Understanding the How and Why of Electrical Product Safety Testing
Knowing why to perform required electrical safety tests is as important
as knowing how to perform them.
so many electrical product safety standards currently in use and many
civil and legal actions pending in various courts around the world,
electrical safety testing is more critical than ever to ensure that
all products are safe before they reach the end-user. Fortunately, the
majority of manufacturers are fully aware of the hazards associated
with electrical equipment and the ramifications of noncompliance with
relevant safety standards or test house agreements.
Electrical safety tests can be roughly divided into two areas: those
tests carried out during the approvals process by test houses (known
as type tests) and those carried out at the end of each production line
by the manufacturer (known as routine production tests).
For type tests, a product is subjected to tests and evaluations in
accordance with a specific product safety standard. For production tests,
a manufacturer can select a few tests, ensuring that each product is
subjected to those tests in accordance with its own procedures. Most
manufacturers, in particular information technology (IT) equipment manufacturers,
choose four primary product safety tests to be routine at the end of
the production line. These include dielectric, insulation resistance,
ground continuity, and leakage current.
These tests are designed to ensure that the user does not get electrocuted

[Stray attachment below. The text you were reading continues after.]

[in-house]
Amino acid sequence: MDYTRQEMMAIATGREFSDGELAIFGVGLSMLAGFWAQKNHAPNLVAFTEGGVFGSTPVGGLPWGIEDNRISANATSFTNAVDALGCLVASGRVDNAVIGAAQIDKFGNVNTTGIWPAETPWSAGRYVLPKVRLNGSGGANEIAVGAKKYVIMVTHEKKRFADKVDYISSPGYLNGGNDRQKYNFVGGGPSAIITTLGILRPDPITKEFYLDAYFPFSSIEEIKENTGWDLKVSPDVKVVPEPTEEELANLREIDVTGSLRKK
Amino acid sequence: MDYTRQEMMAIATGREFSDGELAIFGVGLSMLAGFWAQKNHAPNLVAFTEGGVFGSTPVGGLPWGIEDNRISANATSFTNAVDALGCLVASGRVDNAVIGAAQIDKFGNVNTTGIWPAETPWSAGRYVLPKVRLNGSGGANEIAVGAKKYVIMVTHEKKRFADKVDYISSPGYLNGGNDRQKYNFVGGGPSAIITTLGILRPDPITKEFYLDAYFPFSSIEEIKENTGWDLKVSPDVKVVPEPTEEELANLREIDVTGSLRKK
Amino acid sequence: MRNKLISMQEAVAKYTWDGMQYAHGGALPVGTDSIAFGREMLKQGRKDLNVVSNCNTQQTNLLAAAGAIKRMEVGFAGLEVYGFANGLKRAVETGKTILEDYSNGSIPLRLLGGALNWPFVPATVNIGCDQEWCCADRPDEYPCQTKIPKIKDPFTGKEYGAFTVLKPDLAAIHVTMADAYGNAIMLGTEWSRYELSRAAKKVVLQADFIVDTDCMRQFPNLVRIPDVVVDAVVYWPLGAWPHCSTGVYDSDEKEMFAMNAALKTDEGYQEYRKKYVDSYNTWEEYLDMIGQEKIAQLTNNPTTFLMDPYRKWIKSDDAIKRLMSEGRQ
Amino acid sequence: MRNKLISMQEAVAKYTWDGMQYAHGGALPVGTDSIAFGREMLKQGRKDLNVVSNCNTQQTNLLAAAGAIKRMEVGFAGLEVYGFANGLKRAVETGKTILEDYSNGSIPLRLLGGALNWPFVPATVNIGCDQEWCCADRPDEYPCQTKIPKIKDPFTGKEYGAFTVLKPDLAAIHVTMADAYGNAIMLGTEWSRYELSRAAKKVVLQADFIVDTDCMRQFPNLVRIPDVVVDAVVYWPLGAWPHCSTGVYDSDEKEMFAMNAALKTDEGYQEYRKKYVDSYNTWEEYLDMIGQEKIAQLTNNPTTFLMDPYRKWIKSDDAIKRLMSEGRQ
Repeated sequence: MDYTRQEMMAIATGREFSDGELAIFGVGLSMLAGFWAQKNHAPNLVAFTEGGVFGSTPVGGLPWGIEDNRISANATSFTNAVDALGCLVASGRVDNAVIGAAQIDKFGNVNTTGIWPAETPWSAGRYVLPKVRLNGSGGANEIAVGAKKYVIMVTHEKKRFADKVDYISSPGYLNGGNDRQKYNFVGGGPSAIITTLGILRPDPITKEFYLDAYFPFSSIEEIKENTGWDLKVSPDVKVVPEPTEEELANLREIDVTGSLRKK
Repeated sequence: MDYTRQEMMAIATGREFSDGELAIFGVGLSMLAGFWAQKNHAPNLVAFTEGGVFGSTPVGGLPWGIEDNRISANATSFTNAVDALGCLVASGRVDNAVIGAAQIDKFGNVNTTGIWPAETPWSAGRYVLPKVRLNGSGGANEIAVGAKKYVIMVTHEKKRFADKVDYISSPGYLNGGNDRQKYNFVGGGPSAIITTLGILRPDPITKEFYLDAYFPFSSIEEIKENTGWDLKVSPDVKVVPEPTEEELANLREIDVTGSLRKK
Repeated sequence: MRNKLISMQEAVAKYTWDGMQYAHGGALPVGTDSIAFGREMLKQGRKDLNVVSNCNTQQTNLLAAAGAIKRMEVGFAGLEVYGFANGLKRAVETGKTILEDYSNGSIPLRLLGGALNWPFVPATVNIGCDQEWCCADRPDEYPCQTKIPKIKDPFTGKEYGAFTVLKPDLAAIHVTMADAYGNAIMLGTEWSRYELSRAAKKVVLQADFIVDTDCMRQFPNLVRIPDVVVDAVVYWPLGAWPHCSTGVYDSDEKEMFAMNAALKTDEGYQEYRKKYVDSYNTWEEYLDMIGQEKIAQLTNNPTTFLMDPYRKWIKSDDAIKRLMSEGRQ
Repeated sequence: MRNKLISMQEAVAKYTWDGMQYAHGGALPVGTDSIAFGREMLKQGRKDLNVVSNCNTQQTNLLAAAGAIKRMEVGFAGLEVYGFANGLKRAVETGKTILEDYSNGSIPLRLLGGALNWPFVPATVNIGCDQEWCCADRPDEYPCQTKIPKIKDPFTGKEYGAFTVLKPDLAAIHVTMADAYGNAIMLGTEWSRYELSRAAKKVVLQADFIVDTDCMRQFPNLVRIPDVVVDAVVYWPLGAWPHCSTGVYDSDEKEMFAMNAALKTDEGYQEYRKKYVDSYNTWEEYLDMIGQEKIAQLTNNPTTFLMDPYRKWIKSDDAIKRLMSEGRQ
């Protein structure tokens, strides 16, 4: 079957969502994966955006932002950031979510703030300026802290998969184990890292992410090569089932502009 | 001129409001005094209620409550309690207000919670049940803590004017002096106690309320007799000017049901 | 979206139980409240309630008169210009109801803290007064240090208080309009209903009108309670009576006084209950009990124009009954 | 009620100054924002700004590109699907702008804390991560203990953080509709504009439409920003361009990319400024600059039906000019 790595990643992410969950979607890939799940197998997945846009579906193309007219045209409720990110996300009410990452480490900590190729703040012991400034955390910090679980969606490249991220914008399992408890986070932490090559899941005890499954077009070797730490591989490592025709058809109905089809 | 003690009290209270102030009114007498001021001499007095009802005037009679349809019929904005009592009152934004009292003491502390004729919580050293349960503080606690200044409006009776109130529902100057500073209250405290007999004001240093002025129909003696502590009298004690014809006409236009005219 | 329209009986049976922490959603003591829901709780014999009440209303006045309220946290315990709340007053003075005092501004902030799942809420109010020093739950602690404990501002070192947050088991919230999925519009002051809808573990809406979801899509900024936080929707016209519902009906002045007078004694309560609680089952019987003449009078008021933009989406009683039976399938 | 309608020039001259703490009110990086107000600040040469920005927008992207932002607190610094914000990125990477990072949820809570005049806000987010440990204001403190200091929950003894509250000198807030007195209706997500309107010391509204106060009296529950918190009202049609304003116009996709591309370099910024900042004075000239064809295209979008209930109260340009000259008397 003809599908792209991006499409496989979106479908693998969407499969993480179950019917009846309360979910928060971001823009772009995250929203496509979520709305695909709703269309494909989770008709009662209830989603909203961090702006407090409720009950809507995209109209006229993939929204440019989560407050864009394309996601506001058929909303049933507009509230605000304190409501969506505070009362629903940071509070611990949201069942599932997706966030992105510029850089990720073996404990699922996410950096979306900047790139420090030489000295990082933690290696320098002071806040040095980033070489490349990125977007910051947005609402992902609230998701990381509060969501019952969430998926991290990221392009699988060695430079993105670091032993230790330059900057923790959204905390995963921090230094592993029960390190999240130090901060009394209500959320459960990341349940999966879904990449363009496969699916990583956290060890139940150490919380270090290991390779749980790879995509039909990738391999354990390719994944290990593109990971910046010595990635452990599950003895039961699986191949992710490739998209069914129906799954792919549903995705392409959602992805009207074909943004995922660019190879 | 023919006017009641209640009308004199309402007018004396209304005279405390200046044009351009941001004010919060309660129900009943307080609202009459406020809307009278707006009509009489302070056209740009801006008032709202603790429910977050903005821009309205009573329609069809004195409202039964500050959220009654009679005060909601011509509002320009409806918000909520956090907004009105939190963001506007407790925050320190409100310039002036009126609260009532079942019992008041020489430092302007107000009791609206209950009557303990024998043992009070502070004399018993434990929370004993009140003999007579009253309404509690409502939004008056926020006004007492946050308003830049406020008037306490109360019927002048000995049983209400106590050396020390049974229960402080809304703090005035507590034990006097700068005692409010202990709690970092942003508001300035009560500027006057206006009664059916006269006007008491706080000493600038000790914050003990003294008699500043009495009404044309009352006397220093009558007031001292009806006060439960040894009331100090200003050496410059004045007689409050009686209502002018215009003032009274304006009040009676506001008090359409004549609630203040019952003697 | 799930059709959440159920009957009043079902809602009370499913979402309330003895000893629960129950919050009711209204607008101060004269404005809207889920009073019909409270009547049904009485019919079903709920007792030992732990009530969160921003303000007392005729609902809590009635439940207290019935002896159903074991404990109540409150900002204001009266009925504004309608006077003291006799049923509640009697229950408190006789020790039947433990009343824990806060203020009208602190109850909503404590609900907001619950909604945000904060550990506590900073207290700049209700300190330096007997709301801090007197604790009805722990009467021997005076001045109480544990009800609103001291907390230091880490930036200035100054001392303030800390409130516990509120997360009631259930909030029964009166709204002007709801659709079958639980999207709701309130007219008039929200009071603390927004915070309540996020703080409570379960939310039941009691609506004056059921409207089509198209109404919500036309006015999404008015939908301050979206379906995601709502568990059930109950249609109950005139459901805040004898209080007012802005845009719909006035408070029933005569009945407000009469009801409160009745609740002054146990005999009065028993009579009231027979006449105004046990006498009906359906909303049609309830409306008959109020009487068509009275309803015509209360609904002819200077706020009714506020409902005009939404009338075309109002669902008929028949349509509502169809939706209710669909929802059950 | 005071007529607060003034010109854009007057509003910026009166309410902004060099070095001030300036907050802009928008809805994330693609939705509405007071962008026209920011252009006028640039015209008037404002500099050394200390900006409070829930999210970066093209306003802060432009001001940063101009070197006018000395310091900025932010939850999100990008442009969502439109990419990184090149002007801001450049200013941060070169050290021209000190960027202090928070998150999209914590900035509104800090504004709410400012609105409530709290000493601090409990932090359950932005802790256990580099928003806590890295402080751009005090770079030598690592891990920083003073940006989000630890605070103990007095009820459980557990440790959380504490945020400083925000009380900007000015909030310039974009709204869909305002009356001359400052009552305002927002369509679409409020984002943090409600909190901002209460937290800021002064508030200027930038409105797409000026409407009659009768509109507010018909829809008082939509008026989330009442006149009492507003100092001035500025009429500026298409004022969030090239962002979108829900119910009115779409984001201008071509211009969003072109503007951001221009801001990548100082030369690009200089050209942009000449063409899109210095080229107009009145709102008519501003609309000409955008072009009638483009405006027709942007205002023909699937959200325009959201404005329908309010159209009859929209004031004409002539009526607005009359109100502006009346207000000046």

or otherwise hurt by operating a piece of equipment that has hazardous
voltages or high fault current as a result of electrical fault. This
article looks at the fundamentals behind each test and analyzes the
reasoning behind each test, as well as discussing appropriate limits
The dielectric strength test, also known as dielectric withstand test
or hipot test, is probably the best known and most often performed production-line
safety test. It is part of virtually every standard, which indicates
its importance. The hipot test is a nondestructive test that determines
the adequacy of electrical insulation for the normally occurring overvoltage
transient. This is a high-voltage test that is applied to all devices
for a specific time in order to ensure that the insulation is not marginal.
Another reason for conducting the hipot test is that it also detects
possible defects such as inadequate creepage and clearance distances
introduced during the manufacturing process.
During type testing, the hipot test is applied after tests such as
fault condition, humidity, and vibration to determine whether any degradation
has taken place. The production-line hipot test, however, is a test
of the manufacturing process to determine whether the construction of
a production unit is about the same as the construction of the unit
that was subjected to type testing. Some of the process failures that
can be detected by a production-line hipot test include, for example,
a transformer wound in such a way that creepage and clearance have been
reduced. Such a failure could result from a new operator in the winding
department. Other examples include identifying a pinhole defect in insulation